These are substances such as energy drinks or cocaine that increase our heart rate and make us feel more energetic. Combining cannabis with stimulants may cloud our judgement about how intoxicated we may be, potentially leading to risky behaviours.
Tobacco smoke contains many cancer-causing toxins. It is therefore safer to smoke cannabis by itself.
How to make healthier choices about cannabis
Whenever we choose to use cannabis, it is helpful to know what steps we can take to ensure that our use is the least harmful possible. The following are some useful guidelines to follow.
Not too much. Managing how much we use in a given period helps reduce risky behaviours.
Tip: Instead of smoking a whole joint or taking a puff every time it comes around, take a puff or two and then wait a few minutes. You may find a smaller amount is enough.
Not too often. Limiting how often we use helps reduce harms to ourselves and others over time.
Tip: Avoid using everyday or every weekend. Plan out the days and weekends you’re not using so you don’t spend your time sitting around and thinking about not using (e.g., spend time with a friend who doesn’t use, go to the gym).
Only in safe contexts. Making informed decisions about where and with whom we use cannabis helps to minimize harms.
Tip: If going out, stay in the company of trusted friends and use safe transportation options.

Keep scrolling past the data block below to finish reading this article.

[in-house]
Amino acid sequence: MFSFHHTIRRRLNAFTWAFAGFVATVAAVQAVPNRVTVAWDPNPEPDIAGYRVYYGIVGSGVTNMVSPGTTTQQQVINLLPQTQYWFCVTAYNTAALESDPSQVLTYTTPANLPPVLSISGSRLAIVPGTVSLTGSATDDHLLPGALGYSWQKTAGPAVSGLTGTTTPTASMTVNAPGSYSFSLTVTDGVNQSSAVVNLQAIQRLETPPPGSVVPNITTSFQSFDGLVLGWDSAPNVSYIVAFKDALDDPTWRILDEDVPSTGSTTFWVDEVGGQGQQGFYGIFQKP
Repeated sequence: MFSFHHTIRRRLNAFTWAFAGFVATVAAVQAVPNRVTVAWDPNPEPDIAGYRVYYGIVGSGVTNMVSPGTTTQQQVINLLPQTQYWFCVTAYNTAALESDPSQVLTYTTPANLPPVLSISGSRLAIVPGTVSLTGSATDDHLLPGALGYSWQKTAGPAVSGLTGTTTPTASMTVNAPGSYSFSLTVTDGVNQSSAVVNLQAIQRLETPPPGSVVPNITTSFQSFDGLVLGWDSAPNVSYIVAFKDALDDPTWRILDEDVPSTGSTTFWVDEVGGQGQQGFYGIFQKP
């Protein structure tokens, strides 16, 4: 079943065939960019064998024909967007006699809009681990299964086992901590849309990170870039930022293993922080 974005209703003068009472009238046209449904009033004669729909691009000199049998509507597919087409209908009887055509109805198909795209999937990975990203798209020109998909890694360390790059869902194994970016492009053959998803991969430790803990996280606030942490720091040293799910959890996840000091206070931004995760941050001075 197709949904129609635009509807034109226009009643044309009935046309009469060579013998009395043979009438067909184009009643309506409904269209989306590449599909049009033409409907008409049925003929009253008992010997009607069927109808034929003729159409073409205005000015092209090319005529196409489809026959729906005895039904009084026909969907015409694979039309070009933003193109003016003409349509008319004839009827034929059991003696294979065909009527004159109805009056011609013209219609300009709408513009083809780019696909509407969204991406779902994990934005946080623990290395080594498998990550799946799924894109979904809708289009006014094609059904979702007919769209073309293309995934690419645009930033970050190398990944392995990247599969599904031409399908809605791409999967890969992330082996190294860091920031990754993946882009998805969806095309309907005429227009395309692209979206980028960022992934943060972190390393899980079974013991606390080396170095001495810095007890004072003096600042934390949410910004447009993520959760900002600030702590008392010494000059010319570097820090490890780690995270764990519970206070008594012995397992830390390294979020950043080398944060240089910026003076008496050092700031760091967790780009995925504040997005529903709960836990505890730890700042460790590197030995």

Using a vaporizer is safer than smoking cannabis.
If smoking, take shallow puffs, not deep inhalations. Most of the THC is absorbed in the first few seconds, so you don’t need to puff hard or hold your breath.
Cannabis is a controlled substance in Canada. It is illegal to grow, sell, import, export or use the drug. Under current laws, offenders may receive a fine, a prison term and a criminal record that could affect their future employment, travel plans and educational opportunities. But there are some exceptions for people requiring cannabis for medical reasons. For information on the Marihuana forMedical Purposes Regulations (MMPR), visit the Health Canada website: www.hc-sc.gc.ca.
To better understand how substances play a role in your life, visit the You and Substance Use Workbook on the Here to Help website: www.heretohelp.bc.ca. This website also features detailed information on substance use and mental health.
You can also find information about a wide variety of substance use issues on the Centre for Addictions Research of BC website: www.carbc.ca.
For information on treatment options and resources throughout BC, call the Alcohol and Drug Information Referral Service at 1-800-663-1441. In Greater Vancouver, call 604-660-9382.
About the author
The Centre for Addictions Research of BC is a member of the BC Partners for Mental Health and Addictions Information. CARBC is an official research centre of the University of Victoria. The Centre collaborates with service providers and other stakeholders to support effective public education, system planning, and service delivery. For more, visit www.carbc.ca.